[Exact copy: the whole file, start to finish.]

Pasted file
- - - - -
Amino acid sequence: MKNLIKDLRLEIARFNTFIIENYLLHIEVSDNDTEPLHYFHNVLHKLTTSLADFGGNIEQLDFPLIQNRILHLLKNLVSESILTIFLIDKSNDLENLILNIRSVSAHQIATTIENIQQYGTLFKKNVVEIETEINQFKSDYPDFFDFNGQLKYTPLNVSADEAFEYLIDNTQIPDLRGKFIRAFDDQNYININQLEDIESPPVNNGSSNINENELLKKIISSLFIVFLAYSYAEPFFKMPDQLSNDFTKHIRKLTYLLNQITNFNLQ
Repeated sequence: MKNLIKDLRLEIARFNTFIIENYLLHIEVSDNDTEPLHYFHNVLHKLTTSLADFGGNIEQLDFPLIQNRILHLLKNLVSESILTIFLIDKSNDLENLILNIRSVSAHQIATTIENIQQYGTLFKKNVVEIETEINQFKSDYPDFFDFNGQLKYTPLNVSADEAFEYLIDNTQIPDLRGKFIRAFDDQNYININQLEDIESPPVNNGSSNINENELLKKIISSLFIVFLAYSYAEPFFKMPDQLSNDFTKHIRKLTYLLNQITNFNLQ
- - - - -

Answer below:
Amino acid sequence: MKNLIKDLRLEIARFNTFIIENYLLHIEVSDNDTEPLHYFHNVLHKLTTSLADFGGNIEQLDFPLIQNRILHLLKNLVSESILTIFLIDKSNDLENLILNIRSVSAHQIATTIENIQQYGTLFKKNVVEIETEINQFKSDYPDFFDFNGQLKYTPLNVSADEAFEYLIDNTQIPDLRGKFIRAFDDQNYININQLEDIESPPVNNGSSNINENELLKKIISSLFIVFLAYSYAEPFFKMPDQLSNDFTKHIRKLTYLLNQITNFNLQ
Repeated sequence: MKNLIKDLRLEIARFNTFIIENYLLHIEVSDNDTEPLHYFHNVLHKLTTSLADFGGNIEQLDFPLIQNRILHLLKNLVSESILTIFLIDKSNDLENLILNIRSVSAHQIATTIENIQQYGTLFKKNVVEIETEINQFKSDYPDFFDFNGQLKYTPLNVSADEAFEYLIDNTQIPDLRGKFIRAFDDQNYININQLEDIESPPVNNGSSNINENELLKKIISSLFIVFLAYSYAEPFFKMPDQLSNDFTKHIRKLTYLLNQITNFNLQ